Interstate Travel With Firearms Explained

This topic comes up from time to time. There are so many different opinions on the
subject that the noise can be deafening concerning the transport of a firearm
from one state to another, particularly when traveling through states that are
hostile to our freedoms. First and
foremost, let’s look directly at the provisions in the federal statute that
allow interstate transportation of firearms:

U.S. Code CHAPTER 44—FIREARMS § 926A – Interstate transportation of firearms

Notwithstanding any other provision
of any law or any rule or regulation of a State or any political subdivision
thereof, any person who is not otherwise prohibited by this chapter from
transporting, shipping, or receiving a firearm shall be entitled to transport a
firearm for any lawful purpose from any place where he may lawfully possess and
carry such firearm to any other place where he may lawfully possess and carry
such firearm if, during such transportation the firearm is unloaded, and
neither the firearm nor any ammunition being transported is readily accessible
or is directly accessible from the passenger compartment of such transporting
vehicle: Provided, That in the case of a vehicle without a compartment separate
from the driver’s compartment the firearm or ammunition shall be contained in a
locked container other than the glove compartment or console.

That is the law as it stands today. The key elements within the law are wrapped
around “from any place where he may lawfully possess and carry such firearm to
any other place where he may lawfully possess and carry such firearm.” In plain
English, that means if a state requires a permit or special documentation for
simple possession when a gun owner travels through that state, they are
protected provided they are transporting the firearm in the manner described.

Naturally, as with any discussions revolving around the law,
it is best to consult a competent attorney before doing anything you are unsure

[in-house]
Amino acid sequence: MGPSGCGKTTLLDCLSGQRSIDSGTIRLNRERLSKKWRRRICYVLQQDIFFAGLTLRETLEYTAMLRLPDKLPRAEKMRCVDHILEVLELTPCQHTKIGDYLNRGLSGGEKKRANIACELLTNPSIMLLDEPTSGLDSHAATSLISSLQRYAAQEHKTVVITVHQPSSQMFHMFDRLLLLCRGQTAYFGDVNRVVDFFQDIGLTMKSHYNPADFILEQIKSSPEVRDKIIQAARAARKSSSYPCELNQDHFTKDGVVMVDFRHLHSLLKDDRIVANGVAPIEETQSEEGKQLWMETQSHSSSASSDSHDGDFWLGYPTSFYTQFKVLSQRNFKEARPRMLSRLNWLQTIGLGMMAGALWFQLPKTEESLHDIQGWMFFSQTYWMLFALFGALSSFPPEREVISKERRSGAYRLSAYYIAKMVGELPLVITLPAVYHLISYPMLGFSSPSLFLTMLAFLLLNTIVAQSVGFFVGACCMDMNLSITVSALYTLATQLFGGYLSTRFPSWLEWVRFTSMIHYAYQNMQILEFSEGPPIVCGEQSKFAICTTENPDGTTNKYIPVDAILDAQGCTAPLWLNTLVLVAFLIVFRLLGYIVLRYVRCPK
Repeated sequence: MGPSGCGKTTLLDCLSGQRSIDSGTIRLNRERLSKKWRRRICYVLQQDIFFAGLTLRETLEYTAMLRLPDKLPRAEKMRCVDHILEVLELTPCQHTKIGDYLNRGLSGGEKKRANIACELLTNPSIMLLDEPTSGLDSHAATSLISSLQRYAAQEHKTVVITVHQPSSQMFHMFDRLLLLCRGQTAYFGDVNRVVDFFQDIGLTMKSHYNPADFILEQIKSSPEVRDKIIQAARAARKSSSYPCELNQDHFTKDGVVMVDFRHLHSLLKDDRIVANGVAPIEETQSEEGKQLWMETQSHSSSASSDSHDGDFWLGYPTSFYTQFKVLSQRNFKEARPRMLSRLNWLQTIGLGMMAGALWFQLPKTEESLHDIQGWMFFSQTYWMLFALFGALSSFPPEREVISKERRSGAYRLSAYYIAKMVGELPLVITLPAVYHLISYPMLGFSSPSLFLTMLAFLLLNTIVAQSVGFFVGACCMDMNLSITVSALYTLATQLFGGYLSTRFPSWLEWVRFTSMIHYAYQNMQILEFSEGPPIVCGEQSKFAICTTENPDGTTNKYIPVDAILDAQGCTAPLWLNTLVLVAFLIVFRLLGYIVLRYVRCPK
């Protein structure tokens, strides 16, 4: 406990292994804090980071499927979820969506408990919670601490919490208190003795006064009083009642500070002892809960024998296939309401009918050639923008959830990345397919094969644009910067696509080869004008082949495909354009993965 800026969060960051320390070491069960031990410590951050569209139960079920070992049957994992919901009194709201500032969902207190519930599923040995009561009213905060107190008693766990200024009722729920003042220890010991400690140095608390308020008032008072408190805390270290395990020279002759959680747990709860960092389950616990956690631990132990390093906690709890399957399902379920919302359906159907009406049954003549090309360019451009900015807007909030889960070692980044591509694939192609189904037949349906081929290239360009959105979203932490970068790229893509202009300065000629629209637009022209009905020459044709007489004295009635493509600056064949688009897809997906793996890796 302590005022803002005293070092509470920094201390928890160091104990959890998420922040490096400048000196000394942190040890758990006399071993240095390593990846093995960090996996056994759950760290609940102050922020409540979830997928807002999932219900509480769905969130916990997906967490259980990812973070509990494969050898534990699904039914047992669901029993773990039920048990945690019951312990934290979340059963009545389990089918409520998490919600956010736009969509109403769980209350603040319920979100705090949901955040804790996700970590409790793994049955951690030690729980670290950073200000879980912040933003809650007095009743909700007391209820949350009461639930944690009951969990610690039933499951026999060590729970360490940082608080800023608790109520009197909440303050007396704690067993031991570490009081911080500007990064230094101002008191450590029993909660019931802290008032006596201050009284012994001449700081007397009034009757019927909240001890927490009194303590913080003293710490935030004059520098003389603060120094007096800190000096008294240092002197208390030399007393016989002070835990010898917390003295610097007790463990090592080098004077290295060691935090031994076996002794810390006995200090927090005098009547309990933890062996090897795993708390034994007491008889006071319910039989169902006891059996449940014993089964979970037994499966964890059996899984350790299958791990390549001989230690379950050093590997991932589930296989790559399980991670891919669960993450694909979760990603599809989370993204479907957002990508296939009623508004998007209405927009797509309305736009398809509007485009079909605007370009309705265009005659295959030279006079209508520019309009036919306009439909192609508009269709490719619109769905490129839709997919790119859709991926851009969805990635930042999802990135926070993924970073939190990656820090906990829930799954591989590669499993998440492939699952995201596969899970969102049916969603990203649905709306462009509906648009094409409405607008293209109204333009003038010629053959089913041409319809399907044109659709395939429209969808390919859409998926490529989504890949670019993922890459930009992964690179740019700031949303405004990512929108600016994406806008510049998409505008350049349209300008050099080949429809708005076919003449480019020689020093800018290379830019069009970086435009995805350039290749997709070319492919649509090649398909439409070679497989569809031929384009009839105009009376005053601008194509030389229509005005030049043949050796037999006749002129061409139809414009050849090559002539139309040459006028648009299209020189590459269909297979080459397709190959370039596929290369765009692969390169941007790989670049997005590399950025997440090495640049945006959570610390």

about when it comes to firearms. There
are many reasons for that, and a couple is illustrated throughout the rest of
this article. You be the judge on what
you need further clarification on in this article. I’m not an attorney.

What brought this subject to mind was a recent conversation
with a colleague. My friend decided to
make a move in his life and bought a new home in New Hampshire. The move was from the great state of Alabama. Both very freedom-oriented states. When he mentioned wanting to live closer to
his mother in Connecticut, we discussed this, and he figured the Live Free or
Die state was going to be the best place for him to settle down. Being an enormous gun enthusiast, he had to
orchestrate his move with a large number of firearms. He told me about his move.

My buddy loaded up his Subaru and cargo trailer with all his
worldly possessions. He packed up his
firearms following federal law, and he went on his merry way the many miles
from Alabama to New Hampshire. As he was
jibber-jabbering about his trip, I stopped him at one point to interject, to
which he held up his hand and said, “I know…I know…. Let’s not even talk about
that.” What was the “that” he was referring to in the conversation? New York.

Regardless of what route one chooses to go from Alabama, a freedom-loving
state, to New Hampshire, another freedom-loving state, one absolutely must go